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SELECT with WHERE, GROUP BY, HAVING and ORDER BY

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This article is from the book "Access 2007 Pure SQL

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Calculate the number of customers in all states except NY, show states with more than ten customers, and sort by biggest number of customers

Discussion:

Our business manager asked us to calculate the number of customers in each state.  In addition, she asked to exclude New York State from the results.  From the remaining states, she also asked to exclude states with less than ten customers.  Finally, states with bigger numbers of customers should appear first in the result set.   

To comply with the above requirements we need to use SELECT, WHERE, GROUP BY, HAVING, and ORDER BY in combination.  Let us examine the purpose of each statement:  First, we use the SELECT statement to select two fields from the customers table. Specifically, we select the state field as it is and the CustomerID field on which we apply the Count() function to calculate the number of occurrences of CustomerID in the table. Since CustomerID is the primary key of the table, we know that Count() will produce reliable results because there is no way to have null values in a primary key field.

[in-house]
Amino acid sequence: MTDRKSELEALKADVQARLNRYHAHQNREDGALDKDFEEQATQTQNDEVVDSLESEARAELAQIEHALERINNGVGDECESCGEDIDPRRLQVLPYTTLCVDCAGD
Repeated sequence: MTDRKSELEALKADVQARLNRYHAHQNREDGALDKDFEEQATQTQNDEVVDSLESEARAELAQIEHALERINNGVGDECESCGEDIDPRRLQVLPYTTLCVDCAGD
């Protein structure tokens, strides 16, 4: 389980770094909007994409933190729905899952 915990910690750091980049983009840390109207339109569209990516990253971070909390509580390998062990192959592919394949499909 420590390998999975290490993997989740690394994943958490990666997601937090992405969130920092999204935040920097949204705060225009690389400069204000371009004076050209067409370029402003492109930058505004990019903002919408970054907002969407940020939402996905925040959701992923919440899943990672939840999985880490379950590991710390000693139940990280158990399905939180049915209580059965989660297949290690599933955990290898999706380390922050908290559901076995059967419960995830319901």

Then, we use the WHERE clause with the inequality operator "<>" to exclude from the calculations customers in New York State.  Practically, "<>" means retrieve everything else except 'NY'.  Next, we use the GROUP BY clause to aggregate calculations by state.  That is, the database will calculate the number of customers and produce results by state since we group on that field.   

The next point is a bit tricky if not understood well.  The WHERE and HAVING clauses are both filtering statements.  That is, we use them both to obtain a subset of records.  They do however have their specific roles in SQL statements and they can be used individually or in combination.  In this specific example, we use the WHERE clause to exclude from the result set customers from the state of New York.  The WHERE clause will run before any groupings and calculations by the GROUP BY clause.  In this particular example, the WHERE clause will exclude customers from NY, and then the GROUP BY clause will produce groups and count customers for the remaining records.  After the groups of customers by state are generated from the GROUP BY clause and the customer numbers are calculated by the count() function, the HAVING clause takes effect.  It will exclude from the final result any states with less than ten customers. That is, the HAVING clause will wait up until the groupings and calculations are complete before it takes effect.  This is logical since the numbers produced by the count() function are not known in advance. 

Finally, the ORDER BY clause takes effect and it will sort results by the highest number of customers.  What you need to remember in one sentence is that when using the WHERE and HAVING clauses in combination the WHERE clause always takes effect first and the HAVING clause will take effect after the groups by the GROUP BY clause have been established.  The ORDER BY clause will take effect last.     

Code:

SELECT State, Count(CustomerID) As NumberOfCustomers

FROM Customers

WHERE State <> "NY"

GROUP BY State

HAVING Count(CustomerID) >10

ORDER BY Count(CustomerID) DESC
 

Result: